That air pollution flows over rich sections, middle-class sections, and poor sections of the island indiscriminately. Few of the neighborhoods where poor and minority residents cluster actually sit closest to the sites of any imported or local pollution. Uninformed blather like Bautista’s helps no one understand what happened to Garner.

Cellphone video screenshot (YouTube), Eric Garner chokehold by NYPD officer Daniel Pantaleo, 7-15-14

Cellphone video screenshot (YouTube), Eric Garner chokehold by NYPD officer Daniel Pantaleo, 7-15-14

For causality, then, look to the fact that, as in Ferguson and elsewhere, on the North Shore you have an ethnically, racially, and geographically diversified citizenry patrolled by (mostly) white men with badges and guns — white men whose encounters with people of color and/or people from other countries, outside of their jobs, doesn’t qualify as extensive. A 2007 study conducted by the Associated Press indicated that the NYPD had reached something close to a 50-50 blend of white and non-white uniformed officers, but, as someone who has seen police here since 1967, I still find it rare to come across a non-white officer.

As David Jarman points out in his Daily Kos report of January 18, 2015, “Poll shows Staten Island is a world apart from rest of New York City,”

“A whopping 6,021 of 206,255 people in the labor force [on Staten Island] are in law enforcement, and there’s no prison in Staten Island. They’re all police. In other words, 2.9 percent of the workers in a county of 472,000 people are all police officers. Among only counties with a labor force of over 100,000, that makes Staten Island the second-heaviest concentration of law enforcement officers anywhere in the country, behind only Pinal County, Arizona, at 3.3 percent—and again, Pinal County is known for containing nine prisons, a mix of state, federal, and private facilities.”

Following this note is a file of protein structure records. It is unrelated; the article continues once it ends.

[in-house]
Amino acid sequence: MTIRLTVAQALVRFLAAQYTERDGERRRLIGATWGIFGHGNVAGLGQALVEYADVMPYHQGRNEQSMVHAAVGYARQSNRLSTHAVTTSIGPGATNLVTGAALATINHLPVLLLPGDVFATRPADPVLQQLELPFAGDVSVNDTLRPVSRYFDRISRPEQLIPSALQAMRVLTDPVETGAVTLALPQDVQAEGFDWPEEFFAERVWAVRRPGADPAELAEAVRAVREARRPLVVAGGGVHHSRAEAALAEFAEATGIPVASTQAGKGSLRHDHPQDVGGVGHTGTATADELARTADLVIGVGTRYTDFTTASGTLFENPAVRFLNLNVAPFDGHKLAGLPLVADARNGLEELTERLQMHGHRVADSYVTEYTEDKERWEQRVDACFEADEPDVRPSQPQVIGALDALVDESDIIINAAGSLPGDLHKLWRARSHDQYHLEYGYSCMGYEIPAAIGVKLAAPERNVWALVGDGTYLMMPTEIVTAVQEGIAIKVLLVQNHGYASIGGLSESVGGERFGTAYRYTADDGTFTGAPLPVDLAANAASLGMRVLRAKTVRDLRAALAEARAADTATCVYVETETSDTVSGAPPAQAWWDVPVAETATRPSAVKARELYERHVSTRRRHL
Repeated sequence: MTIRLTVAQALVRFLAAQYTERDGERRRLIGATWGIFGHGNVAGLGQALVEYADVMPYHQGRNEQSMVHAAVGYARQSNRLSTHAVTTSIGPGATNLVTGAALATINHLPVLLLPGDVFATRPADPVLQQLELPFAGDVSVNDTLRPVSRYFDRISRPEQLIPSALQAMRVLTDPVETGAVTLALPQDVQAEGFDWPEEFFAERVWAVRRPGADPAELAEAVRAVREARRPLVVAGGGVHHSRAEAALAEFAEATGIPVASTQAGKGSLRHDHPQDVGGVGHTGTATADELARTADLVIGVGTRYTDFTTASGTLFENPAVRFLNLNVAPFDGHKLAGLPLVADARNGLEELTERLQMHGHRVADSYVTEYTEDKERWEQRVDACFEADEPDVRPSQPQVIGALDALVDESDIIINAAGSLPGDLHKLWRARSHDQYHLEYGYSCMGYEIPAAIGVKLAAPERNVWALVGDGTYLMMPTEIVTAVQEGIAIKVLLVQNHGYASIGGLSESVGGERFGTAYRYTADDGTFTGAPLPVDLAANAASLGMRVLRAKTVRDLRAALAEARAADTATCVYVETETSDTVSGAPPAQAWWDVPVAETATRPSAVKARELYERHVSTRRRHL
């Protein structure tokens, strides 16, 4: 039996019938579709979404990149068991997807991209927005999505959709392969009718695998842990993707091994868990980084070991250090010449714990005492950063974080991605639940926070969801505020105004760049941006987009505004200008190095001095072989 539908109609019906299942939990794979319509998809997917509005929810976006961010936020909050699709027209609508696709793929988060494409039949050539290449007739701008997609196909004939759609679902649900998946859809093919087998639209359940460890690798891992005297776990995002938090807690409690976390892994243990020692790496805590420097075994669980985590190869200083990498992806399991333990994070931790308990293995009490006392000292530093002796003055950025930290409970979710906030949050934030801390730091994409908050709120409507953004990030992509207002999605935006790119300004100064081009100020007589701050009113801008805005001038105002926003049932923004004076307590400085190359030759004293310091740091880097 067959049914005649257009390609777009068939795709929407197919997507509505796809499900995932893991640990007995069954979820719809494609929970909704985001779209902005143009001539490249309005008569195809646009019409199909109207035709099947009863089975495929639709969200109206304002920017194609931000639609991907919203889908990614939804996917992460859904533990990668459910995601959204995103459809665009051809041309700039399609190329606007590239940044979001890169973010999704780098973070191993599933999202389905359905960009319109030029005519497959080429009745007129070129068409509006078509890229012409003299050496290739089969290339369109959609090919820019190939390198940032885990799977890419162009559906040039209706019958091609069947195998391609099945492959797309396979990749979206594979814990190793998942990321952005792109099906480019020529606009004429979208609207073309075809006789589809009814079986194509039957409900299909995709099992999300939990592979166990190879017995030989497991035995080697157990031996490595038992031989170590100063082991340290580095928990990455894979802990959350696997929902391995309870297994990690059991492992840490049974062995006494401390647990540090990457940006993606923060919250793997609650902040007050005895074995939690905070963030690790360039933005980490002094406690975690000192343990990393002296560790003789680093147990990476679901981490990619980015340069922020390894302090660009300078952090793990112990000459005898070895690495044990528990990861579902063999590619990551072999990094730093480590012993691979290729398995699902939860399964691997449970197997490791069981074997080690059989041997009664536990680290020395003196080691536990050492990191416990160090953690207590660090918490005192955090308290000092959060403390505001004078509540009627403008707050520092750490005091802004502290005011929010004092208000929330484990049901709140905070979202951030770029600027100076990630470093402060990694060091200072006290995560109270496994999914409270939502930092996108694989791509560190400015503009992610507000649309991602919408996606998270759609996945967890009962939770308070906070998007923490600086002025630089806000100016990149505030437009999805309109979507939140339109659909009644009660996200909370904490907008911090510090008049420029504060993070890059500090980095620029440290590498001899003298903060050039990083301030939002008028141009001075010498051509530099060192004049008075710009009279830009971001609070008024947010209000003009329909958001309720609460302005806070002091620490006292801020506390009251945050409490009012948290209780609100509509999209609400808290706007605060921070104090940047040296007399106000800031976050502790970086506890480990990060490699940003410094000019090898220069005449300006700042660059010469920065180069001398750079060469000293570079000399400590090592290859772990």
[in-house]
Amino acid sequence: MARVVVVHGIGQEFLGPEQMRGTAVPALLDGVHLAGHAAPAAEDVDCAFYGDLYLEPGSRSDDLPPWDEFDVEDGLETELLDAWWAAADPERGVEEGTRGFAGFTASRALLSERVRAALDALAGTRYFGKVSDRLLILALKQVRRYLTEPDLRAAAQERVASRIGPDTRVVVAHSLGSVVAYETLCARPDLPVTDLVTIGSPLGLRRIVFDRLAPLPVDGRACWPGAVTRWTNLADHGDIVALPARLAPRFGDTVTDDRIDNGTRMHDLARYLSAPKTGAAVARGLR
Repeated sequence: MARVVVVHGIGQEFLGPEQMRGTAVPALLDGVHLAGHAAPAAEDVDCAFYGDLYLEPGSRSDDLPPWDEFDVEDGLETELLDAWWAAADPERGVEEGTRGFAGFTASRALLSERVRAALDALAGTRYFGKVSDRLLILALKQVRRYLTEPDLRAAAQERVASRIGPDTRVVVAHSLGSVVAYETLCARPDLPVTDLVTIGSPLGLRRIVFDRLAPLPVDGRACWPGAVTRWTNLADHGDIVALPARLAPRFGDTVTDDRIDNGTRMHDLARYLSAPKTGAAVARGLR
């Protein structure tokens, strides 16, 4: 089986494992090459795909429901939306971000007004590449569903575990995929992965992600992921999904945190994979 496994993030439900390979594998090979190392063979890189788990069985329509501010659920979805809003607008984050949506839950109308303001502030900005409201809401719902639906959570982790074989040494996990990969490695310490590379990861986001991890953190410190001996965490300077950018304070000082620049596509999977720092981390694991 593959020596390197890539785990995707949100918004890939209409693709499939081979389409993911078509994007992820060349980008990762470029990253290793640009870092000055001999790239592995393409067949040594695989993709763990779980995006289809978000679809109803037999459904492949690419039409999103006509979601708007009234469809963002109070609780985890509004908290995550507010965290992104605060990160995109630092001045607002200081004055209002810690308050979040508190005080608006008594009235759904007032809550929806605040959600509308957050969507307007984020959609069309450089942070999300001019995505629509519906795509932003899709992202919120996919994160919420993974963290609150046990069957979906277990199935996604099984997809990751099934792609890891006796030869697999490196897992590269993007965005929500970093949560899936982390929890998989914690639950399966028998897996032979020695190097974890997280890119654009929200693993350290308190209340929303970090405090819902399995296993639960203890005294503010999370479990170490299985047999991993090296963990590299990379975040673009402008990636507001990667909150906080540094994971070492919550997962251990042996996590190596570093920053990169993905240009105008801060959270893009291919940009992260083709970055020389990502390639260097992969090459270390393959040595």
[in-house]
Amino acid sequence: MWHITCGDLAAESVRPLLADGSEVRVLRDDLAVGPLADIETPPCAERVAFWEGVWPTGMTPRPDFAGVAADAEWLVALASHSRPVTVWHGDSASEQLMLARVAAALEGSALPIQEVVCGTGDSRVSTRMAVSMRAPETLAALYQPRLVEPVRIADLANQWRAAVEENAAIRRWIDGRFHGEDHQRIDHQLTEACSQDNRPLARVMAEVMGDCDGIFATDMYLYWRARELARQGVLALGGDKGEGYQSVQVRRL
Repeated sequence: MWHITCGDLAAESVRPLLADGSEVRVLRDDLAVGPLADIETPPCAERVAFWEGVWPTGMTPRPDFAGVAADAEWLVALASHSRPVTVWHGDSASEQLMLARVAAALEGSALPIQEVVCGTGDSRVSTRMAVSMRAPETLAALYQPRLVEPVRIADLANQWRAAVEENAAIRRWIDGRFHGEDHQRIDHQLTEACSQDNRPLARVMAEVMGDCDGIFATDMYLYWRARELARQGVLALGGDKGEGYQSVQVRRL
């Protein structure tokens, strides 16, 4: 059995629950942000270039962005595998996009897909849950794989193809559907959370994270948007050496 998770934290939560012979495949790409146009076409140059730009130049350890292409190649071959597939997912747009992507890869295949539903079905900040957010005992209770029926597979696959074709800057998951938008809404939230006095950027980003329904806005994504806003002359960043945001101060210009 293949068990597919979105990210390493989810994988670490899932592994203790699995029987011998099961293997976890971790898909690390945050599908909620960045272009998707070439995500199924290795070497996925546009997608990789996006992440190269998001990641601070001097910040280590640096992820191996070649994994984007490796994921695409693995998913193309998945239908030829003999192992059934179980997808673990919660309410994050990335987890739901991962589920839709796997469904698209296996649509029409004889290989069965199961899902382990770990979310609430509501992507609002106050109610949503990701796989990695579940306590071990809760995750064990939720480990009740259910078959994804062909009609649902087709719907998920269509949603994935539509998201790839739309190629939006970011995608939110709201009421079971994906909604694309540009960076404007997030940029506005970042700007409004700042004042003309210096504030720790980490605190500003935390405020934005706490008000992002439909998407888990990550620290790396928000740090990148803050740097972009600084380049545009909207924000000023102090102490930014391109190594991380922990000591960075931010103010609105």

120th Police Precinct, NYPD, 78 Richmond Terrace, Staten Island, NY. Courtesy Creative Commons

120th Police Precinct, NYPD, 78 Richmond Terrace, Staten Island, NY. Courtesy Creative Commons

According to this July 28, 2014 report from the New York Daily News, “Seven of the city’s top 10 most-sued officers — and 14 of the city’s top 50 most-sued officers — are assigned to a Staten Island narcotics unit working in the territory of the 120th Precinct, a Daily News review has found. The unit has racked up a staggering amount of lawsuits despite being the smallest narcotics bureau in the city.” This despite Staten Island having the smallest population of any of New York’s boroughs, well under 500,000.

For example, less than a year before they caused the death of Eric Garner, plainclothes narcotics cops dispatched from this same precinct unlawfully arrested another African-American, 57-year-old George Pringle, for possession of “crack cocaine” that turned out to be candy mints. That happened outside a barbershop two blocks away from me, just a few doors down from my first apartment on the island. (This miscalculation cost the taxpayers $42,500 in a settlement.) Led by Officer Jon-Michael Raggi, these were not the smartest puppies in the litter, clearly, and the same goes for whoever trained and supervised them.

Former U.S. Representative Michael Grimm (R), Staten Island

Former U.S. Representative Michael Grimm (R), Staten Island

Though I’m visibly of the melanin-deficient persuasion, when I go out of the house in my usual sport shirt, jeans, and Nikes, sometimes sporting my (very first) hoodie, I don’t look much different from most of my neighbors. I smoked my last cigarette in 1972, but I feel confident that if I (or convicted local Italian-American felon Michael Grimm, known hereabouts as “the Italian Scallion”) carried some, and gave or even sold them to strangers on the street, no local cop would think to question me, much less arrest me. Nor would I (or Michael Grimm) likely spend 27 hours in the slammer because I had a packet of cellophane-wrapped mints in my pocket. Things like that don’t happen to white people here — not nearly as much as they do to black people, at any rate — though white people certainly buy and sell loosies and crack around these parts.